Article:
A noticeable trend in the industry, moving in this direction, is to consider the promises of Requirements Engineering, Systems Engineering or Model-Driven Development disciplines as applied to the development of a “whole” product. Various systems-engineering approaches to product development stress on requirements engineering and inter-disciplinary collaboration throughout the product lifecycle while model-driven development emphasizes creation of product models as seen from the perspective of its stakeholders. The product is seen as a system delivering a measurable value as a whole, rather than as the sum of its individual components such as mechanical, electrical, electronics and software.
The proponents of such holistic methods claim that raising the level of abstraction above traditional engineering disciplines has the potential to connect the manufacturer's business drivers to detailed development processes. An additional conclusion that can be asserted is that these new product models can themselves become valuable reusable assets for the manufacturers.
Objectively, one could as well argue that it is not clear why the claimed benefits would counter-balance the cost of managing an even higher number of disciplines, associated artifacts, and processes. A second equally valid concern is that abstract models “on the paper” may not reflect well the day to day reality of engineering processes and therefore may not be relevant to effective decision-making processes.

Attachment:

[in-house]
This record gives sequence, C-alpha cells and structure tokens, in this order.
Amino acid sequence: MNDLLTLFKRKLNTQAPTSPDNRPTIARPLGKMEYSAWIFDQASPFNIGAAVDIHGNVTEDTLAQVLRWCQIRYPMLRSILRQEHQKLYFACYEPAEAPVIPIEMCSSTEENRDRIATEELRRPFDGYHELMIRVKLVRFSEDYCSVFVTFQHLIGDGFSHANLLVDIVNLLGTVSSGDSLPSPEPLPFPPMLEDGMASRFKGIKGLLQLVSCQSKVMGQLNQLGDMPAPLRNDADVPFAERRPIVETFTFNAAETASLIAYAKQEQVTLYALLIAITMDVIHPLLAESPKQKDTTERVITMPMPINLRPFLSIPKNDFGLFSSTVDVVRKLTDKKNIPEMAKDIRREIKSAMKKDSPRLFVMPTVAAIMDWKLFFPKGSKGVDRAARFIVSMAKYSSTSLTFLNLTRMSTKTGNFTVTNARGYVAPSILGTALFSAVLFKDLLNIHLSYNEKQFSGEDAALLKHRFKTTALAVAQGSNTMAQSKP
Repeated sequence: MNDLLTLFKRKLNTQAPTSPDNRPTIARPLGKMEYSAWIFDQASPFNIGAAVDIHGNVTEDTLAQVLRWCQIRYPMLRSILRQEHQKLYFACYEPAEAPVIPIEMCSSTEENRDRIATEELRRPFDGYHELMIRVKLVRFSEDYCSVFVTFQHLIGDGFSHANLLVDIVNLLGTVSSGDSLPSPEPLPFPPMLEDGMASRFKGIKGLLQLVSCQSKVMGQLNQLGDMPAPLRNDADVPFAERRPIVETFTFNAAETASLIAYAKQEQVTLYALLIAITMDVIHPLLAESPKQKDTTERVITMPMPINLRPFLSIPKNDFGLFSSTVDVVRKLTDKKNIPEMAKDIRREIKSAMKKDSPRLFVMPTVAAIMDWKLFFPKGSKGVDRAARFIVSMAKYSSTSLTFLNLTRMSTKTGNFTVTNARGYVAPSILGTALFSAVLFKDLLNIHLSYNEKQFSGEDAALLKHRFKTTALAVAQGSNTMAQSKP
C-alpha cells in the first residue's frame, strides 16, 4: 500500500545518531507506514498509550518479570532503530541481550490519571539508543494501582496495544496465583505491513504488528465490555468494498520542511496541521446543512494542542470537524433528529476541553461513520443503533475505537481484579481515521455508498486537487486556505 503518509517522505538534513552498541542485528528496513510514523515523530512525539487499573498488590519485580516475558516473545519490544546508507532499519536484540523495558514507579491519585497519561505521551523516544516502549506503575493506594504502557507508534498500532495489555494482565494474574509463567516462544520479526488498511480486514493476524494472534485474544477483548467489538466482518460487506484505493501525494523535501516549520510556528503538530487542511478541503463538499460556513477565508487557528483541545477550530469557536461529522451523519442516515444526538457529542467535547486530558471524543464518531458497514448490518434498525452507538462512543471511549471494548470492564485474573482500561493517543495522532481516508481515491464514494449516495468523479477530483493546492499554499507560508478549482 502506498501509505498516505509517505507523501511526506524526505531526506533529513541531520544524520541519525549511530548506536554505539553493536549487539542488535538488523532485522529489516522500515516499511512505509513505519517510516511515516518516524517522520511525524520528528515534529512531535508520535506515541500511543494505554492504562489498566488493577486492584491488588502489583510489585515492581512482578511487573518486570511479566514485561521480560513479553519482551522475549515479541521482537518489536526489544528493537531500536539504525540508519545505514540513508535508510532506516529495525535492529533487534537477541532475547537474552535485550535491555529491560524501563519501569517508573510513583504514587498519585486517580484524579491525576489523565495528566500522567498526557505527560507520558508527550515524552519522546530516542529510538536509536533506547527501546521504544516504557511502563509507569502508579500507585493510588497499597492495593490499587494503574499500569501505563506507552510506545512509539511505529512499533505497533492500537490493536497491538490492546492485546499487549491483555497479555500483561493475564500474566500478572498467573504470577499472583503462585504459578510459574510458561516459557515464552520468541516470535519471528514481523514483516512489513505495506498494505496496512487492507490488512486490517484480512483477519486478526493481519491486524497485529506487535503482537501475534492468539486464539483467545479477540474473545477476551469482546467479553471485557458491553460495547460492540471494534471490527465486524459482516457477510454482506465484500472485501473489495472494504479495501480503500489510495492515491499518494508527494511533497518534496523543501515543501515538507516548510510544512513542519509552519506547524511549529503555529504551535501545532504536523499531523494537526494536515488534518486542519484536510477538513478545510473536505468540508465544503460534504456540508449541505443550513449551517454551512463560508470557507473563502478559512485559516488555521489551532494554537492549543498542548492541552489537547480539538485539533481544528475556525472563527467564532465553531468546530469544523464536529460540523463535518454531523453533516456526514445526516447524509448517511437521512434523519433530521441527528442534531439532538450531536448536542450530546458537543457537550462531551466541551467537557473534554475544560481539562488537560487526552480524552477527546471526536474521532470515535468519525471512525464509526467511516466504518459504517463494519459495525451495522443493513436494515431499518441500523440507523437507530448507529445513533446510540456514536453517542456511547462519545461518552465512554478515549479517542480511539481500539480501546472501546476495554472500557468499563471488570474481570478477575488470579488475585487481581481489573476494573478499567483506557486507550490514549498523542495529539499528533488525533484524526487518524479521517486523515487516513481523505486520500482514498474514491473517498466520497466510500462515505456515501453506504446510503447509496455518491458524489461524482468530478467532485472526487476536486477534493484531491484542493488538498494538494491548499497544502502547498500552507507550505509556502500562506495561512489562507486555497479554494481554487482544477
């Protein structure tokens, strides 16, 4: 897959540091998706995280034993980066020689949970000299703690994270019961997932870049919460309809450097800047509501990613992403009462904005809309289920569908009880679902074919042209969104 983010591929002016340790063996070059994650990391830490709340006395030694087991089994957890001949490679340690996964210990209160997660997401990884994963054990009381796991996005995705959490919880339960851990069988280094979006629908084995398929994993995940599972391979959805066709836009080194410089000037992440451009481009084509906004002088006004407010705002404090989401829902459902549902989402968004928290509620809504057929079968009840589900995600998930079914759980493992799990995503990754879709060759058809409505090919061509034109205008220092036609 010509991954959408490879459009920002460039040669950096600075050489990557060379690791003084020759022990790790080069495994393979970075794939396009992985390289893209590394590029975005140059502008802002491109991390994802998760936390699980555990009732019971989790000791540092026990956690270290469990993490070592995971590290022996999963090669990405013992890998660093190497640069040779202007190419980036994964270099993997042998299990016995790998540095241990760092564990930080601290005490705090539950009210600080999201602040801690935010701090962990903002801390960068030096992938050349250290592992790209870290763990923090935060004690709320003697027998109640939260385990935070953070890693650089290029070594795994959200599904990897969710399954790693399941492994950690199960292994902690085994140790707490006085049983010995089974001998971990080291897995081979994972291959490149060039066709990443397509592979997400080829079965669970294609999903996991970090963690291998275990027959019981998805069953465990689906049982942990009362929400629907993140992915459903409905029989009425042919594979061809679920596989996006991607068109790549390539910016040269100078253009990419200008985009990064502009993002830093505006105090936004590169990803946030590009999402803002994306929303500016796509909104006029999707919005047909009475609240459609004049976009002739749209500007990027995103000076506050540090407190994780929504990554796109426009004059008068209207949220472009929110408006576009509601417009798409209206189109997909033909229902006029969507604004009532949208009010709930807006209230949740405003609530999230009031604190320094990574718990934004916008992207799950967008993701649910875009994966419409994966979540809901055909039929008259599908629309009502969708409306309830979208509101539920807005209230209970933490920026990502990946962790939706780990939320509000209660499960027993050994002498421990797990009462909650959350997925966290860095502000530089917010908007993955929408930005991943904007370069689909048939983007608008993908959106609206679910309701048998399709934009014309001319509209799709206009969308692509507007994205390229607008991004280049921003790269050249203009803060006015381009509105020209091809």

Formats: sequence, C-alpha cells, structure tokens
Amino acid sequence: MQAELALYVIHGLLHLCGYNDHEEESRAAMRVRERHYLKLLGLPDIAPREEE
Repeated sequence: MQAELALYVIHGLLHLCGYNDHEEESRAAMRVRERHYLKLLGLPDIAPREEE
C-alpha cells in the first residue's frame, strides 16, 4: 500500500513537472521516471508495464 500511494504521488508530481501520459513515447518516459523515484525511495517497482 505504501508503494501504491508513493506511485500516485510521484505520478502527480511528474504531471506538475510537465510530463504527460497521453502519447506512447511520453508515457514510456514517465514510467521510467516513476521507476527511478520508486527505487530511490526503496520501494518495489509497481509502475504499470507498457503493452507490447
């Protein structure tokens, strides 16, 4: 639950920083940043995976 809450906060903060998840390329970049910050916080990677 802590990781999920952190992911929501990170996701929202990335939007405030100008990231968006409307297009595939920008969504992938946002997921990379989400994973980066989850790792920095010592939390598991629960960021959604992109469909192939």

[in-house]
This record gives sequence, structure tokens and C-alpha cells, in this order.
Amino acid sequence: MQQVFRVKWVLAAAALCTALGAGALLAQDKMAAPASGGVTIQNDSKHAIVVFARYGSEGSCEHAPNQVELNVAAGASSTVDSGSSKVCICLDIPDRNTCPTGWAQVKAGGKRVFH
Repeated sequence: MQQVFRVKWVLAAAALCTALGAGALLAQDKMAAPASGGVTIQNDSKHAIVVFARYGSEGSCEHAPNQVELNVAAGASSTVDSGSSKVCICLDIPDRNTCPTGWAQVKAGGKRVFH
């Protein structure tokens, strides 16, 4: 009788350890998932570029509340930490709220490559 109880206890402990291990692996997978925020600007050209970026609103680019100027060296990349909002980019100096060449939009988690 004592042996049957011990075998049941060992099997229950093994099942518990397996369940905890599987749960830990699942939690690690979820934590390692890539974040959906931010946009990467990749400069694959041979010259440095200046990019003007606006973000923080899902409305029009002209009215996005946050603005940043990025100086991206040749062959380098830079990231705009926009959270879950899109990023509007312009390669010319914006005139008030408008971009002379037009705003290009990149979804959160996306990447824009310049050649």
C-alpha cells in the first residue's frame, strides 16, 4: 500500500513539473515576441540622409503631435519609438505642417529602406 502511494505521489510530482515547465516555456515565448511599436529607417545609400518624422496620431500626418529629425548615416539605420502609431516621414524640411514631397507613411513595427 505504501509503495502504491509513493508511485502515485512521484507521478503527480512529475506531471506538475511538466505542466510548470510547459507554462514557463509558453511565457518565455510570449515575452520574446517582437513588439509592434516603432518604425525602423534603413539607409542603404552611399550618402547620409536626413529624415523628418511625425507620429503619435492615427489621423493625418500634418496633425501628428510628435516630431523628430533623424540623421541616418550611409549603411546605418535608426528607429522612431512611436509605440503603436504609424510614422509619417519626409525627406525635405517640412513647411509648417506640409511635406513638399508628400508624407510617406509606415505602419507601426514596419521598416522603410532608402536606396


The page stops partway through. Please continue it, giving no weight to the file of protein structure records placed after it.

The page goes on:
While multiple studies confirm the business benefits of holistic methods, relatively little attention has been paid to the second concern, and this is the focus of this paper. It is clear that abstract models, such as Systems Modeling Language (SysML) models of products and processes, can only be useful if they faithfully reflect the realities of the day. SysML is discussed in Balmelli, L. and Moore, A., “Requirement Modeling for System Engineering using SysML, The Systems Modeling Language,” In Proc. of DETC, Computers & Information in Engineering Conf., Salt Lake City (2004). For instance, design tradeoff analysis or impact analysis of design changes are key systems-engineering processes for effective decision-making. However, the results of such analysis are only as accurate as the connection between the SysML model and the associated concrete artifacts representing processes and domain specific knowledge.
A central aspect of the holistic approaches to product development involves maintaining the integrity and evolution of inter-relationships of various discipline- or stakeholder-specific system abstractions (e.g., which can be represented by artifacts) during the product lifecycle. This is important if one has to effectively apply the systems-engineering methods for product development. Maintenance of this traceability of artifacts is achieved through inter-disciplinary collaborations. The term “traceability” is used to mean the associations between artifacts needed to support specific systems engineering processes through multi-disciplinary collaborations.